Monday, November 05, 2007
Ol' Granpappy Montaigne
I have just come from the second NonfictioNow Conference at the University of Iowa where I have met some wonderful writers, heard about some others, and renewed myself by recalling, from deep in a demanding semester of teaching, what it is that draws me to nonfiction, specifically to the essay. It was wonderful to spend time among those writers who have been working for the past 15 or 20 years to resuscitate this genre and restore its suppleness, its wit, its bite, and its ability to carry the news, even, or perhaps especially, unwelcome news.
I sat there remembering how much certain writers meant to me when I was trying to do the work that became Half the House; during those years Stop-Time by Frank Connor, This Boy’s Life by Tobias Wolff, String Too Short to Be Saved by Donald Hall, and A Romantic Education by Patricia Hampl were my models, my coordinates North South East and West. At the conference, especially after our panel: Square, Plumb, Level, True: The Ethics of Memoir (myself, Philip Gerard, Dinty W. Moore, and Mimi Schwartz) several writers approached me to say that Half the House was important to them, that it had given them permission, had suggested a way to locate themselves in relation to their experience of trauma. There’s not much that’s more gratifying than that sense of having passed along something of value.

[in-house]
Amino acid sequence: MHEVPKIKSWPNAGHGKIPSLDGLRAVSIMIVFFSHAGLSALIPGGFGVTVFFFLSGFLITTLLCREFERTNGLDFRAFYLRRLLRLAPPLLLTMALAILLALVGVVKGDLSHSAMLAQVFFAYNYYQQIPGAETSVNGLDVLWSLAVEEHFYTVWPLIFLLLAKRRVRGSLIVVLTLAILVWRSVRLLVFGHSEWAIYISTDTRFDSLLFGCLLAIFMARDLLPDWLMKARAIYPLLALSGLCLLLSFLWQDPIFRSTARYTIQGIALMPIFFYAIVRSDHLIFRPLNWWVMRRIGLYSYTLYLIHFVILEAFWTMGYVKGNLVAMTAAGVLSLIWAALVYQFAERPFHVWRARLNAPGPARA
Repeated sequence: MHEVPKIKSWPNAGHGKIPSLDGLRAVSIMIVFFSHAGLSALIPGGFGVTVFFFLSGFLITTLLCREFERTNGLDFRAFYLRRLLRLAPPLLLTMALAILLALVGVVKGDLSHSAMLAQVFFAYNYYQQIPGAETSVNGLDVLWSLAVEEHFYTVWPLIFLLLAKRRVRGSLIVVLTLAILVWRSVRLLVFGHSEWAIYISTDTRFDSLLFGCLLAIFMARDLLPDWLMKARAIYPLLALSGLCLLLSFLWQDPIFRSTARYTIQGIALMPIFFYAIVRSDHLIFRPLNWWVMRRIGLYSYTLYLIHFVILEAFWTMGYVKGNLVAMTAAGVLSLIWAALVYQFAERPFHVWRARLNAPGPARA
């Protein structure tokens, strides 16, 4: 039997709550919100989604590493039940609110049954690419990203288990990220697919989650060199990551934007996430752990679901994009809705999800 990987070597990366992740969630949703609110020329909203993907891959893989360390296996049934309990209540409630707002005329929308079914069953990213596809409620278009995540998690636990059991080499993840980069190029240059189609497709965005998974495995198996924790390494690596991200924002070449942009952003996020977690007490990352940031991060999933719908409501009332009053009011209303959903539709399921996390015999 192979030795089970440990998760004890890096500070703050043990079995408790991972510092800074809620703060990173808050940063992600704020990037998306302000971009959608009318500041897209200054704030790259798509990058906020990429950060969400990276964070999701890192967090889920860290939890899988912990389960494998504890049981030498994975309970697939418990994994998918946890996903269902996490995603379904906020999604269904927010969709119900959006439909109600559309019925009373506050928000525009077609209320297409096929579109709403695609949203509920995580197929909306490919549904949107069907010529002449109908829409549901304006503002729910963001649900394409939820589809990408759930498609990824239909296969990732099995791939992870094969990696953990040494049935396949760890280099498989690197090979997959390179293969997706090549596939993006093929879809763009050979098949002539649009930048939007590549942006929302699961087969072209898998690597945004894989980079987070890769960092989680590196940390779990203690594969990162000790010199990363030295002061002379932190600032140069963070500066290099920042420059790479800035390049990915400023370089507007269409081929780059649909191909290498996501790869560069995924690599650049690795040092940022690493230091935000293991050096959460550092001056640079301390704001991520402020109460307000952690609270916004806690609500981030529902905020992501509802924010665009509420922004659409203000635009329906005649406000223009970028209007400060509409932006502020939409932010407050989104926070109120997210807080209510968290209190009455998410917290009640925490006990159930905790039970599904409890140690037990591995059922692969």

But a high point for me was an easygoing and warm conversation with Patricia Hampl who delivered the opening keynote and later in the conference read from her latest, The Florist’s Daughter. I’ve known for some time that we have several friends in common, all of whom have expressed surprise that we’d never met. Now we have. I’m mostly just happy to have had the chance to say thank you for the lesson that poetry exists in prose as well as in verse, and that its primary impulse, to wonder, to enquire, is available to the memoirist and essayist.
At the same time, I am worried about the kind of “lyric essay” that is crowding out the essay of ideas, the kind of essay that not only asks questions but asks the important ones, the essay that is willing to challenge the bourgeois truce with injustice, the peace at any price that seems the literary status quo these days.
And Richard Rodriguez, our luncheon speaker on Friday, nearly brought me to my feet with his insistence that the issue of CLASS is the paramount issue in American society and that burrowing deeply into our micro-identities, thus precluding any solidarity with others who are being exploited, objectified, and demeaned, is profoundly disempowering.
On the way to the conference I shared a cab with Michael Danko who told me about a site for “the classic essay” called Quotidiana. Here’s the URL:
And here is the URL for the conference, which will soon contain live links to mp3 recordings of all the readings and sessions:
And, the first conference, back in 2005, is already “live” online at: